If you’re thinking about taking the plunge into home ownership, know this: it’s probably going to cost more than you think.
There are a number of costs associated with home-ownership that many first-time buyers tend to overlook. It’s more than just trading in rent for mortgage payments.
In addition to a down payment and monthly mortgage instalments; transfer taxes, carrying costs, closing costs, property taxes, utilities, lawyers, realtors and other miscellaneous expenses must all be accounted for.
It’s easy to see how the cost of purchasing a home is more than the price tag.
Toronto-based realtor Melanie Piche says she even tells clients to set aside a “maintenance fund” to factor into their monthly mortgage payments.
Before jumping in to the market, it’s a good idea to sit down with a professional. They can offer valuable insight about affording and operating a home.
“When I was buying my first property,” recalls realtor Brendan Powell, and realty brokerage partner with Piche. “I wish I had someone to walk me through it more.”
According to both Powell and Piche’, it’s still a great climate for first time buyers. They say in the past few months, this group has been responsible for about 50 per cent of their sales.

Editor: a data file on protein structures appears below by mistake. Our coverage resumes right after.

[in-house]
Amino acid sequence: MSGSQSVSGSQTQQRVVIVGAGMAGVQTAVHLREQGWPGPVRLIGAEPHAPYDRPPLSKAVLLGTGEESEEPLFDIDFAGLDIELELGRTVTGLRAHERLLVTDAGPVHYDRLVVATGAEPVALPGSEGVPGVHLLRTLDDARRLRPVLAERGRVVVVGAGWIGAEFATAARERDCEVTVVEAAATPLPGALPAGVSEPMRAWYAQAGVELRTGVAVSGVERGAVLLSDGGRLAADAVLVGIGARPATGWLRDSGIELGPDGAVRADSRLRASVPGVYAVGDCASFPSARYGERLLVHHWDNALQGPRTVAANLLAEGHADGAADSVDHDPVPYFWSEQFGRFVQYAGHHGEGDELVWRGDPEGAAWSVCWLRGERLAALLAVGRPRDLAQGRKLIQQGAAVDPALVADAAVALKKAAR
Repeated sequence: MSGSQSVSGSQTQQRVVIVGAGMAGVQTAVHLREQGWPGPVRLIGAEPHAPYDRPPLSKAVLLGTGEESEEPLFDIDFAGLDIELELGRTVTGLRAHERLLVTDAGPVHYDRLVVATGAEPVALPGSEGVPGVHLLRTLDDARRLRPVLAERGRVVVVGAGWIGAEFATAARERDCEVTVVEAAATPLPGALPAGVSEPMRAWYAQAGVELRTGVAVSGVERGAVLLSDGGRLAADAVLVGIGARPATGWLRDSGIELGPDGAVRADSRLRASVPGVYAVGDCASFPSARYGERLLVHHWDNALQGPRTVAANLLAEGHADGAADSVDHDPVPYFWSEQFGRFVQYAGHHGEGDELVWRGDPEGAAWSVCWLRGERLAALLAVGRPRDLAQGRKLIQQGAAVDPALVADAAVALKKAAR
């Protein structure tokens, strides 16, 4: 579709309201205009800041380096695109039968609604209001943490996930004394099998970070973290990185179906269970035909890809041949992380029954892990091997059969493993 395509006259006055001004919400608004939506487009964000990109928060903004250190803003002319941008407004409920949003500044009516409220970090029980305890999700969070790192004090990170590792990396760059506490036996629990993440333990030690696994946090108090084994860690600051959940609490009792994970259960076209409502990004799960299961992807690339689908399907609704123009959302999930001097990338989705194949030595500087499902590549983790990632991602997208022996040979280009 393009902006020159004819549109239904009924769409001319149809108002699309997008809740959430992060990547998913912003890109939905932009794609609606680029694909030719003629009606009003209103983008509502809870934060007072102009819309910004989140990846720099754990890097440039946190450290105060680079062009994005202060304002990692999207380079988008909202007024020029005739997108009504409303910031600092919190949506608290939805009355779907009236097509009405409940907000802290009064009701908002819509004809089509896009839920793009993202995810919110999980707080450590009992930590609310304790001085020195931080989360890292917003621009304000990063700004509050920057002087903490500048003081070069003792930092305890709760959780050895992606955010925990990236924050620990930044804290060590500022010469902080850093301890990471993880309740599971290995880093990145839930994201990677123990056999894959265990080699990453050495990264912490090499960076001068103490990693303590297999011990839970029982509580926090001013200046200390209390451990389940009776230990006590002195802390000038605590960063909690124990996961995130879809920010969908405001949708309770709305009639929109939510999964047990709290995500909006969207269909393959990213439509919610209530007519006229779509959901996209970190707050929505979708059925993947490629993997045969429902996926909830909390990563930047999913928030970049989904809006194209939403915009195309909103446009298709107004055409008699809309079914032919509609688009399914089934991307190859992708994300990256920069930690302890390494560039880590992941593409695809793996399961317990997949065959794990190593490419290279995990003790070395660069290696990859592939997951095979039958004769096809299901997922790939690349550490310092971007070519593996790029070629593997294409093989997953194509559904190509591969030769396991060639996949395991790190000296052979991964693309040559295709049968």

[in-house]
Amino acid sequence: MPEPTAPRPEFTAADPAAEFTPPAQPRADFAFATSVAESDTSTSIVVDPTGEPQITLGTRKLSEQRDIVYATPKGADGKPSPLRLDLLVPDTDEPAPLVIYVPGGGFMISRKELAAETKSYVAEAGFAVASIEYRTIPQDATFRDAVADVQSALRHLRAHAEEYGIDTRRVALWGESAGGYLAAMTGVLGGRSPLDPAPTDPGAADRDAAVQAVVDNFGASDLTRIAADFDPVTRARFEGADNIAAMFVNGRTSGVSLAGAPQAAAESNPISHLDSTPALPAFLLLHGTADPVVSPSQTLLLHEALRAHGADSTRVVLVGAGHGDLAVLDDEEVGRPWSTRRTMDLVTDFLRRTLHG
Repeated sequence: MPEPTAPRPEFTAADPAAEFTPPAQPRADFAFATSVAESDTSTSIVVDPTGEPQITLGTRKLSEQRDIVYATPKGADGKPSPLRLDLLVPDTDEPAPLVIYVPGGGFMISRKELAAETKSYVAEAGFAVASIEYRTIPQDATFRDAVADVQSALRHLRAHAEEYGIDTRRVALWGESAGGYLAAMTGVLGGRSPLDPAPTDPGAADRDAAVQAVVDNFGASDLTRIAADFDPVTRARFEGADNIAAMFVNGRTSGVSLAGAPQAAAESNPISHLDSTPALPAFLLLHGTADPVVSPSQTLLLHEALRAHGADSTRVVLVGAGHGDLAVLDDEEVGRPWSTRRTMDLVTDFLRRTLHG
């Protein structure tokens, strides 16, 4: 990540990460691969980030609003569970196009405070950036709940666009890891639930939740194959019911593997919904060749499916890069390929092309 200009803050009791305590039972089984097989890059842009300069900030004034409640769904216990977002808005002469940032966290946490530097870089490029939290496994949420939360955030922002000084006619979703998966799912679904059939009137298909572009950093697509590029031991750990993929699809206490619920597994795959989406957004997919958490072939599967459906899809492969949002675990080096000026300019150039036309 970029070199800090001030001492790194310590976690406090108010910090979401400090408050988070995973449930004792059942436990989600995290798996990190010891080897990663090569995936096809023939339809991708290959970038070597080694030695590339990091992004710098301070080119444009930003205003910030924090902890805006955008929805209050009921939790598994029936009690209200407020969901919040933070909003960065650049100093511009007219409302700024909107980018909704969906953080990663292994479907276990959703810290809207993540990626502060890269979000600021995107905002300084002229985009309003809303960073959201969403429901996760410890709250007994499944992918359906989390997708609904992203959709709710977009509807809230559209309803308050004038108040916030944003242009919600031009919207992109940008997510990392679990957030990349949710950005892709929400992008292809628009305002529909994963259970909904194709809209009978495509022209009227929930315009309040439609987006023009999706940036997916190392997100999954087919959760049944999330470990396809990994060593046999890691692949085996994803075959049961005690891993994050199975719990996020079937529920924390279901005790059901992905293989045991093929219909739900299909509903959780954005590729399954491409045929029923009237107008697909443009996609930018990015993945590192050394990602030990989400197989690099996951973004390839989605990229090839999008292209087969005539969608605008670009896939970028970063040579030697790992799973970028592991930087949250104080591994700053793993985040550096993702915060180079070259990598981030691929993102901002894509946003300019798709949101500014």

“First time buyers can save a lot of money that others simply can’t,” he says.
With government incentives like the Home Buyer’s Plan, First Time Homebuyers Tax Credit and Land Transfer tax refunds — plus the fact they don’t have to worry about selling a home — people wanting to get their feet wet in real estate have an advantage over their counterparts who already own.
But just because the conditions are attractive, Powell and Piche says there are plenty of issues new buyers haven’t considered. Plus, purchasing a home can be pretty intimidating. That’s where realtors like them can help.
“People have a lot of good questions they’re embarrassed to ask,” explains Piche. “But our job is to provide the information they need to know.”
Title insurance, says Powell, is something condo buyers don’t generally consider. After all, many building owners have taken out insurance on the building. However, explains Powell, that coverage does nothing to protect the private spaces between the hallways and the windows. It’s up to the unit owner to insure the contents of the living space — and not just the jewellery and plasma screen. Everything in it — including appliances — should be covered.